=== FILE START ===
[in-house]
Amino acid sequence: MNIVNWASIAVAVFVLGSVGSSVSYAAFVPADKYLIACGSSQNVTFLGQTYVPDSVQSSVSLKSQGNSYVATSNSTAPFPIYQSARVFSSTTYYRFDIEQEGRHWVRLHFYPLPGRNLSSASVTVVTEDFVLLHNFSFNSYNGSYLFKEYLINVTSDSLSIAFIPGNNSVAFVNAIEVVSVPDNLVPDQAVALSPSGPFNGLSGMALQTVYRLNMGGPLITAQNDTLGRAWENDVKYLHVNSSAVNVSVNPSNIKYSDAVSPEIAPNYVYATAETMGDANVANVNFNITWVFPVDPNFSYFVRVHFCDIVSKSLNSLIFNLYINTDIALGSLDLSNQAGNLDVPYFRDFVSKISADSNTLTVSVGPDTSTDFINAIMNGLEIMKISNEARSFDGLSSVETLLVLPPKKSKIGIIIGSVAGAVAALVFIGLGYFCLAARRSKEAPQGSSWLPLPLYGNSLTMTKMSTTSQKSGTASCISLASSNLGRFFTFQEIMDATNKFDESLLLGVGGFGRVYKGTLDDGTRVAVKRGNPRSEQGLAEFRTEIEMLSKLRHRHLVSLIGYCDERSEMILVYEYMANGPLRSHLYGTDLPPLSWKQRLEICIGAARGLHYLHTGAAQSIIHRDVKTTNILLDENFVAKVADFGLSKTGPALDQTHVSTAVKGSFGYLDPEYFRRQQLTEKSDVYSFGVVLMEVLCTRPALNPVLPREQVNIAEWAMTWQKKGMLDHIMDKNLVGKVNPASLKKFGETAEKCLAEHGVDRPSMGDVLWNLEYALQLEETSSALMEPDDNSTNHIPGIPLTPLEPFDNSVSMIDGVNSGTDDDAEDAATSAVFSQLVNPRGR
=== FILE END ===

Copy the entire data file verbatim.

[in-house]
Amino acid sequence: MNIVNWASIAVAVFVLGSVGSSVSYAAFVPADKYLIACGSSQNVTFLGQTYVPDSVQSSVSLKSQGNSYVATSNSTAPFPIYQSARVFSSTTYYRFDIEQEGRHWVRLHFYPLPGRNLSSASVTVVTEDFVLLHNFSFNSYNGSYLFKEYLINVTSDSLSIAFIPGNNSVAFVNAIEVVSVPDNLVPDQAVALSPSGPFNGLSGMALQTVYRLNMGGPLITAQNDTLGRAWENDVKYLHVNSSAVNVSVNPSNIKYSDAVSPEIAPNYVYATAETMGDANVANVNFNITWVFPVDPNFSYFVRVHFCDIVSKSLNSLIFNLYINTDIALGSLDLSNQAGNLDVPYFRDFVSKISADSNTLTVSVGPDTSTDFINAIMNGLEIMKISNEARSFDGLSSVETLLVLPPKKSKIGIIIGSVAGAVAALVFIGLGYFCLAARRSKEAPQGSSWLPLPLYGNSLTMTKMSTTSQKSGTASCISLASSNLGRFFTFQEIMDATNKFDESLLLGVGGFGRVYKGTLDDGTRVAVKRGNPRSEQGLAEFRTEIEMLSKLRHRHLVSLIGYCDERSEMILVYEYMANGPLRSHLYGTDLPPLSWKQRLEICIGAARGLHYLHTGAAQSIIHRDVKTTNILLDENFVAKVADFGLSKTGPALDQTHVSTAVKGSFGYLDPEYFRRQQLTEKSDVYSFGVVLMEVLCTRPALNPVLPREQVNIAEWAMTWQKKGMLDHIMDKNLVGKVNPASLKKFGETAEKCLAEHGVDRPSMGDVLWNLEYALQLEETSSALMEPDDNSTNHIPGIPLTPLEPFDNSVSMIDGVNSGTDDDAEDAATSAVFSQLVNPRGR